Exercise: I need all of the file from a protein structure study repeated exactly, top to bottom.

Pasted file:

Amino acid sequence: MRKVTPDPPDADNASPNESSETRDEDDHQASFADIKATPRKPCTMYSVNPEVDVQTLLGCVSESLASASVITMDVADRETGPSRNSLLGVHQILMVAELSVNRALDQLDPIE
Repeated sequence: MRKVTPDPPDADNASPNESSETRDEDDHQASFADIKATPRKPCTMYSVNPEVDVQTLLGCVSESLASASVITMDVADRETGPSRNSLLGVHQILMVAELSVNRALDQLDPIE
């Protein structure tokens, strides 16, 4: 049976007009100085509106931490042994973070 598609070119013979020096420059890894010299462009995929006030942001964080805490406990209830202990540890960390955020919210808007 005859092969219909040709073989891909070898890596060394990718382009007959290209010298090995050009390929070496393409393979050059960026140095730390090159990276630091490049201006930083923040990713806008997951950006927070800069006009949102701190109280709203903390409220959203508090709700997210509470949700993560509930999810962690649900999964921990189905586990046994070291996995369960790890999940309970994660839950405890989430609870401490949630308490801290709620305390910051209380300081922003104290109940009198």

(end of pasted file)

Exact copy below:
Amino acid sequence: MRKVTPDPPDADNASPNESSETRDEDDHQASFADIKATPRKPCTMYSVNPEVDVQTLLGCVSESLASASVITMDVADRETGPSRNSLLGVHQILMVAELSVNRALDQLDPIE
Repeated sequence: MRKVTPDPPDADNASPNESSETRDEDDHQASFADIKATPRKPCTMYSVNPEVDVQTLLGCVSESLASASVITMDVADRETGPSRNSLLGVHQILMVAELSVNRALDQLDPIE
């Protein structure tokens, strides 16, 4: 049976007009100085509106931490042994973070 598609070119013979020096420059890894010299462009995929006030942001964080805490406990209830202990540890960390955020919210808007 005859092969219909040709073989891909070898890596060394990718382009007959290209010298090995050009390929070496393409393979050059960026140095730390090159990276630091490049201006930083923040990713806008997951950006927070800069006009949102701190109280709203903390409220959203508090709700997210509470949700993560509930999810962690649900999964921990189905586990046994070291996995369960790890999940309970994660839950405890989430609870401490949630308490801290709620305390910051209380300081922003104290109940009198």